Jordan works independently in his school and MFW is great, but it does not have enough of what I need right now. I have a weekly meeting with Jordan to talk about what he is learning, check his work, etc., but it is hard to discuss what he is learning because I have not read the books he is reading. With Sonlight, I can pick up the study guides and have a discussion with him on ANY book he reads. The student manual is written to the student, like MFW, but SL high school cores ALSO contain a teacher's manual. Jordan can use the student manual only for parent-guided instruction or he can work independently using both.

MFW 11th and 12th appealed to me - I love BJU and BJU's teacher's manuals offer good discussion - but that is the only book I would be able to discuss. SL appealed to Jordan and my husband voted SL, so SL it is!

Plus, I couldn't make it work for Nathan to finish the history cycle before high school - Sonlight Core H picks up where we left off in Rome to Reformation and essentially covers the same material in one year that MFW takes to cover in two (for example, it uses SOTW volumes 3 and 4 in one year, while MFW uses it over 2 years). He will be 8th grade next year, and the thought of skipping a portion of history did not appeal to me.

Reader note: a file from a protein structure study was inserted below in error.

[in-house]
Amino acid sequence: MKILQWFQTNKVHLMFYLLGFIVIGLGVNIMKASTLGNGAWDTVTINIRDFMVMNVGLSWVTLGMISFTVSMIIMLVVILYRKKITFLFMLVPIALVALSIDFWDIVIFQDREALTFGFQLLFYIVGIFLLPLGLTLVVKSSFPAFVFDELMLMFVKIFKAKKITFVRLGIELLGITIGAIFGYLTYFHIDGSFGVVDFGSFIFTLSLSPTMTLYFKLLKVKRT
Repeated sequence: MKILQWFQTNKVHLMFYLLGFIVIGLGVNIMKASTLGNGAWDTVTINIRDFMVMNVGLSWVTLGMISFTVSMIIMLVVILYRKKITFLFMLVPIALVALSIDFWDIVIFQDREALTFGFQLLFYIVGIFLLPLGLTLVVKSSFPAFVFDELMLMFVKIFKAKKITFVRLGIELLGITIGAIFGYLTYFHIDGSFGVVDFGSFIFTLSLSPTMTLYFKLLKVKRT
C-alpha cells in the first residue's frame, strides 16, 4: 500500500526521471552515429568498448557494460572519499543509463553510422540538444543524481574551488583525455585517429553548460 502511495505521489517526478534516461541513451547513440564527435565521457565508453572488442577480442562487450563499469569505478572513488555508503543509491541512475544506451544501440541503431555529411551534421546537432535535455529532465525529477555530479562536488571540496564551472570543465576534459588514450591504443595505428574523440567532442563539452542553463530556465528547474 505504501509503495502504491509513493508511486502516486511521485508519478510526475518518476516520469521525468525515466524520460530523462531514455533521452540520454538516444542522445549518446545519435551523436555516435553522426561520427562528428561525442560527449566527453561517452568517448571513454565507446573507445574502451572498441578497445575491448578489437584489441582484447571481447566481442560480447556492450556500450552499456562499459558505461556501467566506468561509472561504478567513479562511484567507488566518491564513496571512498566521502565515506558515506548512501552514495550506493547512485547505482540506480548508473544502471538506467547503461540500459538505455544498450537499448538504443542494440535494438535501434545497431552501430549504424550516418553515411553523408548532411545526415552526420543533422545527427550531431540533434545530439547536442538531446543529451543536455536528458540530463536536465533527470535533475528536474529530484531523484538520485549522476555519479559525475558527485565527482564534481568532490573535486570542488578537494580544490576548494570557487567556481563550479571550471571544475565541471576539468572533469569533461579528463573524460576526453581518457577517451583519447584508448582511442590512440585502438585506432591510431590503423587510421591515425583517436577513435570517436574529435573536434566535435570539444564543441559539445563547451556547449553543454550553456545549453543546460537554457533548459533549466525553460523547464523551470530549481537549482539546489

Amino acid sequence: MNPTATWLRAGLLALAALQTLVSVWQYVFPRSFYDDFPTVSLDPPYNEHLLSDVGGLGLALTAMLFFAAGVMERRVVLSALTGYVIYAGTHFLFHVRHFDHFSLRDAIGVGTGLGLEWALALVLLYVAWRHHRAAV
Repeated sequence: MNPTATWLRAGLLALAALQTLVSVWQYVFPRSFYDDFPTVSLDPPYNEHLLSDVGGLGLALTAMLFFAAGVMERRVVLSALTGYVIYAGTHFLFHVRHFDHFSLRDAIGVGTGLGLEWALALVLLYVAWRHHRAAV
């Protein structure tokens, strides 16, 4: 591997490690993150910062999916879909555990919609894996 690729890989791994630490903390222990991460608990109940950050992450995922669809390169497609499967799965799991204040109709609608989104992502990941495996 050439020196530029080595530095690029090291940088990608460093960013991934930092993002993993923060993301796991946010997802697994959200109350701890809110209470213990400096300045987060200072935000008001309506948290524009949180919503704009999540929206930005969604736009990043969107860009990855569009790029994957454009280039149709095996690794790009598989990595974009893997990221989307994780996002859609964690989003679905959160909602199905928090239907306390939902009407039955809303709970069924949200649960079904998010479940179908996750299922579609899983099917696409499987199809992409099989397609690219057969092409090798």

There's more, but these are the main reason I'm choosing Sonlight (besides the obvious - that it is a literature based curriculum and has high standards). There is a thread on the Choosing Sonlight forum that discusses the differences between the programs if you want to know more.

I've also decided to jump back in with both feet - with ALL the kids. I'll share more soon.

White Snow Bright Snow

2.3.12 ~ 2.8.12

White snow, bright snow, smooth and deep.  
Light snow, night snow, quiet as sleep.  
Down, down, without a sound;  
Down, down to the frozen ground.  
The story begins with a poem, so we listened for the rhyming words as we read the poem. Now that Malachi is reading, it adds such a fun dimension to our learning - he could find the words in the story.

Then Malachi did a Mitten Blending activity to reinforce blends he learned in All About Reading.

Mitten Blends

And Eliana reviewed the sound of /s/ from The Snowy Day Prinatables Pack

She is also working in the Explode the Code Primers - she recently started Book B. I'm still working through Language Lessons for Little Ones 1 with her (we are on Lesson 140), but I am debating whether or not I will continue the series with her. 

White Snow Bright Snow is fun in that it is repetitive. We watch what happens to the postman, the farmer, the policeman, the wife, the children, and even the animals as they prepare for winter, go through winter and then say hello to spring.

During the first snow, the postman puts on his rubbers, the farmer went to the barn for a snow shovel, the policeman buttons up his coat and the wife made sure she had cough mixture in the medicine cabinet. Since we were sick this week, I pulled out my stash of natural supplements.